From the given PCAP file you must have noticed the traffic from OSCP, HTTP, FTP, SMTP and TLS protocol. TLS has the actual flag, FTP has the private key to decrypt the TLS traffic and SMTP has the clue that will help us in filtering the traffic of interest i.e the right TLS packets. You can ignore the rest.
The first task is to retrieve the private key file from the FTP traffic. Use the filter “ftp-data” in wireshark. Do a TCP stream, you can see the transferred private key. Save that as a text file ( private_key.txt).
We have the private key and all we have to do is to use it and decrypt the TLS packets. Use the filter “ssl” to see the encrypted traffic.
We have 4+ HTTP servers involved and the important task is to find the right one that has the flag. But how? The answer is in the hint transmitted in the email (SMTP traffic). Use the filter “smtp” and read the contents of the email. You can see the sender informing about moving the code from Swiss Secure Cloud to tge.teaser.insomnihack.ch. May be the flag was transmitted here!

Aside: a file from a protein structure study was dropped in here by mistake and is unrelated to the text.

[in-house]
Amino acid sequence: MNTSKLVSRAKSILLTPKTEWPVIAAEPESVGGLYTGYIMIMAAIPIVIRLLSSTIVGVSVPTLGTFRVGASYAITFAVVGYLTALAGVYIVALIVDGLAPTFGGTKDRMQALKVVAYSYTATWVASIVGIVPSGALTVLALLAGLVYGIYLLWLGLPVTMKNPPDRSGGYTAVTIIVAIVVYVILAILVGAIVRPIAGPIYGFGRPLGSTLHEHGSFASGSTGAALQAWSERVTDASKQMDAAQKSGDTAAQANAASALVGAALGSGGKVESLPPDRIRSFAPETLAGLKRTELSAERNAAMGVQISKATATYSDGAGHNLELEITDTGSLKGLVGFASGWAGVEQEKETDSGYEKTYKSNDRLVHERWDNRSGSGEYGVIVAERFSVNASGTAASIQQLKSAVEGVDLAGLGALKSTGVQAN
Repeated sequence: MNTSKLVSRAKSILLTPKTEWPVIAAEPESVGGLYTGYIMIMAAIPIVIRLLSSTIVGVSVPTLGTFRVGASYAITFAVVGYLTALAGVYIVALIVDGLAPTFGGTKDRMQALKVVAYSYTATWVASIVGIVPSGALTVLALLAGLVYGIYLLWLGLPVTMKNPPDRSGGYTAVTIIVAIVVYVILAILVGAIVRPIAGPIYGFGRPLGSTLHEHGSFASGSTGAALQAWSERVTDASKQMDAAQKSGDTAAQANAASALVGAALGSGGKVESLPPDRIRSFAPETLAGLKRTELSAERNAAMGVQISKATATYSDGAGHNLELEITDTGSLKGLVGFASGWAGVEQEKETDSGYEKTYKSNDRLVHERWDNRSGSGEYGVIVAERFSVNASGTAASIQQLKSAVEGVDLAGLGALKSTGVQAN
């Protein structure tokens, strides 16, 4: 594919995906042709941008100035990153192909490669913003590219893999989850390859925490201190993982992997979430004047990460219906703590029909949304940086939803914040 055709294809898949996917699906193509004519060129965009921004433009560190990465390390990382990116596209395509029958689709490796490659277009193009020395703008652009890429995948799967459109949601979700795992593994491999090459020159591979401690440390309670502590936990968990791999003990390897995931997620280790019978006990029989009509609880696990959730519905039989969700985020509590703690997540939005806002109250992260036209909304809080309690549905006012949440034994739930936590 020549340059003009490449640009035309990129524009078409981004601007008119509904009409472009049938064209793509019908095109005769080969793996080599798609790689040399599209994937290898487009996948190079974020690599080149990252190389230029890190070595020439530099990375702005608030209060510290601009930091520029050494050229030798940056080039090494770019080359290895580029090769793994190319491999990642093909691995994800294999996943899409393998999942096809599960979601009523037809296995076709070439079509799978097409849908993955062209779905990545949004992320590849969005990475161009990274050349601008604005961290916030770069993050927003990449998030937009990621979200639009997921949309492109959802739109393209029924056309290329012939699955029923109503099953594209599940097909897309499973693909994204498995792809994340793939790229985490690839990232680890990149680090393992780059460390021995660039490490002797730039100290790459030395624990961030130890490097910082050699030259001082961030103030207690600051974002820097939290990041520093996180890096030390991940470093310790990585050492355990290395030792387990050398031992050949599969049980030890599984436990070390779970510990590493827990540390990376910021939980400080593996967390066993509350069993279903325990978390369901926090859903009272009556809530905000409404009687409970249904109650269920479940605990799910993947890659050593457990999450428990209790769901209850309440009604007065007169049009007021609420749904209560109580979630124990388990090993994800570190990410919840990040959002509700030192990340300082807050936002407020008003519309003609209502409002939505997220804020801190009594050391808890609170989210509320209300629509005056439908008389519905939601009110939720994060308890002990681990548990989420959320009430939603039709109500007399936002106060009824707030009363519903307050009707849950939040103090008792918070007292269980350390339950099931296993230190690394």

The two addresses found in the email points to 188.8.131.52 : 443. So this might be the right IP address we are looking for.
To confirm, see if there is any traffic originating from 184.108.40.206 in the PCAP file. You will see the encrypted traffic. Let’s use all the information we gathered from the SMTP protocol ( IP : 220.127.116.11, PORT : 443) and FTP (the private key) to decrypt the SSL traffic.
Go to Edit->Preferences->Protocols->SSL. In the RSA key list add all the information we got. The protocol should be http as the port no for 18.104.22.168 is 443 ( default for https).
Use the filter “ip.addr==22.214.171.124 and http”. You can see the deciphered traffic.
I was searching for the flag inside the transferred files ( File -> Export-> HTTP objects) but it was not there, after a while I found it in the HTTP header.